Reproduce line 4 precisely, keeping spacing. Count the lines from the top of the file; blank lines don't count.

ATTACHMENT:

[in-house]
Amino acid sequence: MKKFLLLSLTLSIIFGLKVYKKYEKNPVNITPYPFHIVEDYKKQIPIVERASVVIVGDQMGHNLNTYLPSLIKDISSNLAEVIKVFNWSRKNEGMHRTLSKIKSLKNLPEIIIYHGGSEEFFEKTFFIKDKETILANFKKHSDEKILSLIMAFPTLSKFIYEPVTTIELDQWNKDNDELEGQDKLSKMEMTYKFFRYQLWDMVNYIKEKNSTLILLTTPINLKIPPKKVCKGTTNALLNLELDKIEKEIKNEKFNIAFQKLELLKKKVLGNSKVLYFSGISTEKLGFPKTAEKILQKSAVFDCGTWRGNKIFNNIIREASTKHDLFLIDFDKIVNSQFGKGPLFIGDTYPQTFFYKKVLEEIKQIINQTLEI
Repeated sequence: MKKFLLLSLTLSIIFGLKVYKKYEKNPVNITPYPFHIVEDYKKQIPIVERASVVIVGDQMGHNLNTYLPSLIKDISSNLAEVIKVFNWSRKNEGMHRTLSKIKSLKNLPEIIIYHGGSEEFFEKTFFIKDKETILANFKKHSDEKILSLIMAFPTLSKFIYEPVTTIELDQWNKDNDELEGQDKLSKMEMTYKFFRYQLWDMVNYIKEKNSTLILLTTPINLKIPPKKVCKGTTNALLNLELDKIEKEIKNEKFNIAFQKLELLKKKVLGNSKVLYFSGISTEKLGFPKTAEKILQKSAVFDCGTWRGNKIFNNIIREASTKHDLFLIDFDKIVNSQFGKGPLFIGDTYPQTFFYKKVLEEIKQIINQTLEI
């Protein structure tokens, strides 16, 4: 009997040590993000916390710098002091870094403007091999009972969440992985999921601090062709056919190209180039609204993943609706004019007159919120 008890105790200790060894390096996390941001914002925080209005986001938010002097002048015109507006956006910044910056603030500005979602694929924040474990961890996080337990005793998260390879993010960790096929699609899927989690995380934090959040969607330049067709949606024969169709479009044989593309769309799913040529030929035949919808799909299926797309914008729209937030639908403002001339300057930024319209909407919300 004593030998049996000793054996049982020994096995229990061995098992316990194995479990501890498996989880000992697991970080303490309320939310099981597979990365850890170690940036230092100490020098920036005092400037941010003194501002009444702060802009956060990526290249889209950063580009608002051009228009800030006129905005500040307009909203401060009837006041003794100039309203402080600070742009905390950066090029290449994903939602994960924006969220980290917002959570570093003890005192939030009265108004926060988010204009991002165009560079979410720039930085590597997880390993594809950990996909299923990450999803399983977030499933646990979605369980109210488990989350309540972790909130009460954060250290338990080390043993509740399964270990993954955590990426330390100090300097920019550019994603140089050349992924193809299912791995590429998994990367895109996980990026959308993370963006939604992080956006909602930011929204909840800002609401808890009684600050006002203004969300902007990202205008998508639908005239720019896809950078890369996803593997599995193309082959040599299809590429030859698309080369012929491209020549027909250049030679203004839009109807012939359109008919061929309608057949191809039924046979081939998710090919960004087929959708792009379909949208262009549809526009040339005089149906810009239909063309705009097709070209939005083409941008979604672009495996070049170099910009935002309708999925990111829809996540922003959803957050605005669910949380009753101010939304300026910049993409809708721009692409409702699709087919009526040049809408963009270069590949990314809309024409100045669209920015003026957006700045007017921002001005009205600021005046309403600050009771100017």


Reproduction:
């Protein structure tokens, strides 16, 4: 009997040590993000916390710098002091870094403007091999009972969440992985999921601090062709056919190209180039609204993943609706004019007159919120 008890105790200790060894390096996390941001914002925080209005986001938010002097002048015109507006956006910044910056603030500005979602694929924040474990961890996080337990005793998260390879993010960790096929699609899927989690995380934090959040969607330049067709949606024969169709479009044989593309769309799913040529030929035949919808799909299926797309914008729209937030639908403002001339300057930024319209909407919300 004593030998049996000793054996049982020994096995229990061995098992316990194995479990501890498996989880000992697991970080303490309320939310099981597979990365850890170690940036230092100490020098920036005092400037941010003194501002009444702060802009956060990526290249889209950063580009608002051009228009800030006129905005500040307009909203401060009837006041003794100039309203402080600070742009905390950066090029290449994903939602994960924006969220980290917002959570570093003890005192939030009265108004926060988010204009991002165009560079979410720039930085590597997880390993594809950990996909299923990450999803399983977030499933646990979605369980109210488990989350309540972790909130009460954060250290338990080390043993509740399964270990993954955590990426330390100090300097920019550019994603140089050349992924193809299912791995590429998994990367895109996980990026959308993370963006939604992080956006909602930011929204909840800002609401808890009684600050006002203004969300902007990202205008998508639908005239720019896809950078890369996803593997599995193309082959040599299809590429030859698309080369012929491209020549027909250049030679203004839009109807012939359109008919061929309608057949191809039924046979081939998710090919960004087929959708792009379909949208262009549809526009040339005089149906810009239909063309705009097709070209939005083409941008979604672009495996070049170099910009935002309708999925990111829809996540922003959803957050605005669910949380009753101010939304300026910049993409809708721009692409409702699709087919009526040049809408963009270069590949990314809309024409100045669209920015003026957006700045007017921002001005009205600021005046309403600050009771100017």